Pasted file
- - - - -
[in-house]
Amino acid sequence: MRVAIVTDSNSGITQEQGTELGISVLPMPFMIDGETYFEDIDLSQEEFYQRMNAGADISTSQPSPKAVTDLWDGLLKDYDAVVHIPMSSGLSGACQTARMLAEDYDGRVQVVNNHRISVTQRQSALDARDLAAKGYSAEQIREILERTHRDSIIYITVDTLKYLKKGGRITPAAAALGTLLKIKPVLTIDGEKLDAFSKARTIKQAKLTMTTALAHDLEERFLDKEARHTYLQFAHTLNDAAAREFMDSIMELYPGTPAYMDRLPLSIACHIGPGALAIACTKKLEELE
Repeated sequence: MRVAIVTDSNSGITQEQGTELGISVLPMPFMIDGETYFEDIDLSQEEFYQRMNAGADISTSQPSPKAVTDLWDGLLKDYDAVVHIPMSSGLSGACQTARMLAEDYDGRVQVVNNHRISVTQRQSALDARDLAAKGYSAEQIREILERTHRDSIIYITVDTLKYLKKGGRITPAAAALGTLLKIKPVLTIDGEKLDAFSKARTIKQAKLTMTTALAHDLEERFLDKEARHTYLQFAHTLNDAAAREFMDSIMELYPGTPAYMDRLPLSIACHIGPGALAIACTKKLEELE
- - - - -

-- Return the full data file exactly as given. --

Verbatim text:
[in-house]
Amino acid sequence: MRVAIVTDSNSGITQEQGTELGISVLPMPFMIDGETYFEDIDLSQEEFYQRMNAGADISTSQPSPKAVTDLWDGLLKDYDAVVHIPMSSGLSGACQTARMLAEDYDGRVQVVNNHRISVTQRQSALDARDLAAKGYSAEQIREILERTHRDSIIYITVDTLKYLKKGGRITPAAAALGTLLKIKPVLTIDGEKLDAFSKARTIKQAKLTMTTALAHDLEERFLDKEARHTYLQFAHTLNDAAAREFMDSIMELYPGTPAYMDRLPLSIACHIGPGALAIACTKKLEELE
Repeated sequence: MRVAIVTDSNSGITQEQGTELGISVLPMPFMIDGETYFEDIDLSQEEFYQRMNAGADISTSQPSPKAVTDLWDGLLKDYDAVVHIPMSSGLSGACQTARMLAEDYDGRVQVVNNHRISVTQRQSALDARDLAAKGYSAEQIREILERTHRDSIIYITVDTLKYLKKGGRITPAAAALGTLLKIKPVLTIDGEKLDAFSKARTIKQAKLTMTTALAHDLEERFLDKEARHTYLQFAHTLNDAAAREFMDSIMELYPGTPAYMDRLPLSIACHIGPGALAIACTKKLEELE